Google Glass gets wearable neuro app
In a development that could help providers with remote patient monitoring and other telehealth applications, one developer has created a neuroimaging app designed to work with Google Glass.
Created by Personal Neuro Devices, a Canadian application developer staffed with neuroscientists and biochemical engineers, the technology, called Introspect: the PND Wearable, is designed to enable Google Glass to give neuro-feedback to clinicians and caregivers.
The head-mounted, voice-activated tool could help passively monitor brain activity, relaying data to physicians to help diagnose and treat conditions such as depression, say PND officials.
Another use would be to facilitate adherence to long-term medication therapies, alerting patients to the re-emergence of subtle neuropsychological symptoms, or helping maintain healthy brain function for older adults.
Remotely monitoring of neuropsychological symptoms of participants in phase ll and lll drug trials are another potential. The app could even have implications for military or emergency responders, enabling remote monitoring of the brain health of mission-critical professionals and front-line personnel.
“Engaging with technology that can improve our lives should be seamless, effortless and worry-free,” said Tony Gaitatzis, PND’s chief technology officer, in a press statement. “This means devices should be passive and responsive, without being intrusive or distracting, so that all you notice are the benefits.” The benefit of Introspect, connecting with Google Glass via encrypted Bluetooth, is that it works on patients “without (them) having to disengage from what (they) are doing to look at a phone or a tablet,” he said.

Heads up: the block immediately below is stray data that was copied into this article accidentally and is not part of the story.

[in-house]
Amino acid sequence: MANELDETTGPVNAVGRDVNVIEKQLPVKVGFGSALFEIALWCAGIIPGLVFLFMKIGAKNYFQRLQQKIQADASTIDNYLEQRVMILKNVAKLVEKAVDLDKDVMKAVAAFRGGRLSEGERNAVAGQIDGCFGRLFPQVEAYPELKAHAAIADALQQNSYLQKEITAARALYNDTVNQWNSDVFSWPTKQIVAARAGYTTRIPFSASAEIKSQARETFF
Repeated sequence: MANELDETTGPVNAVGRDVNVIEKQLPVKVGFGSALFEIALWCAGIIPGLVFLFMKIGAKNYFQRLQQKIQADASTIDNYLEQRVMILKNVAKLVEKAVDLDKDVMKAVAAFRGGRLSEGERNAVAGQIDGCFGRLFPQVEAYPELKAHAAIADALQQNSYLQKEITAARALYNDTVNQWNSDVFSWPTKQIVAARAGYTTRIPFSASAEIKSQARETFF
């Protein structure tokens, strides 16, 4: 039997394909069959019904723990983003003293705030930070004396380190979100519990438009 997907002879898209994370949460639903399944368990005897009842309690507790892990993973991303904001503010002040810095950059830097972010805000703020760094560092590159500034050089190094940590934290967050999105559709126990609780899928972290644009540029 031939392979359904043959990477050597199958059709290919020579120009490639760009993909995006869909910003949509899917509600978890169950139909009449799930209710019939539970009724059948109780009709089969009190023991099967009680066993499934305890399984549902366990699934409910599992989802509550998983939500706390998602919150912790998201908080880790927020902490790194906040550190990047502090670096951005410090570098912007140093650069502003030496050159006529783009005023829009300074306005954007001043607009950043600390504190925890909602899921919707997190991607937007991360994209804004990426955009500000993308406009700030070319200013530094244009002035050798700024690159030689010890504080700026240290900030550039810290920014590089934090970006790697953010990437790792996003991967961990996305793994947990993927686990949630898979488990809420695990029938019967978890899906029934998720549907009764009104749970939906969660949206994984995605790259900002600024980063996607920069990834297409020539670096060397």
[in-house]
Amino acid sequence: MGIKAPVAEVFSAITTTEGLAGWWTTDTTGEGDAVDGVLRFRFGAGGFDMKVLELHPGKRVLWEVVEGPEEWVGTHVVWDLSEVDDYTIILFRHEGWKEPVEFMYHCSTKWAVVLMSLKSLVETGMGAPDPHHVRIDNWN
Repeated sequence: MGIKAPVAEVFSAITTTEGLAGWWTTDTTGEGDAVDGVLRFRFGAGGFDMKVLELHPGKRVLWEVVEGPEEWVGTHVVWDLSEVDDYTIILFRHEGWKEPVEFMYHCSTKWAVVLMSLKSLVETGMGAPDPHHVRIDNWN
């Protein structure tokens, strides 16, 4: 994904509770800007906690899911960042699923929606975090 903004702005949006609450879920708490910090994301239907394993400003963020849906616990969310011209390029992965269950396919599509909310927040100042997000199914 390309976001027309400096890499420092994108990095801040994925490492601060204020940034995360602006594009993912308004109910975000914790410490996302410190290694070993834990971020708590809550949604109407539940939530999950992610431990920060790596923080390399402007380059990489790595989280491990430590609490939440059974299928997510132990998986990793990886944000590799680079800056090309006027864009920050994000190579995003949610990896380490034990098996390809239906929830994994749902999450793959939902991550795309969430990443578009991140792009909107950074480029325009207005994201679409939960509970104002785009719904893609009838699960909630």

The cloud, where data can be collected, analyzed and fed back to the clinicians, will be key to the device’s prospects; the challenge will be to find ways to provide the right data in the right way. Toward that end, PND is developing a Web-services platform to serve as backend for wearable tools, and allow third parties to develop neuro apps from their own data.
“The ability of wearable tech to tap into big data in the cloud is powerful, but what comes back to the user must be clear and simple enough to be useful, rather than overwhelming,” said Gaitatzis in a statement.
Introspect is now available for early adopter testing and pilot project applications, according to PND.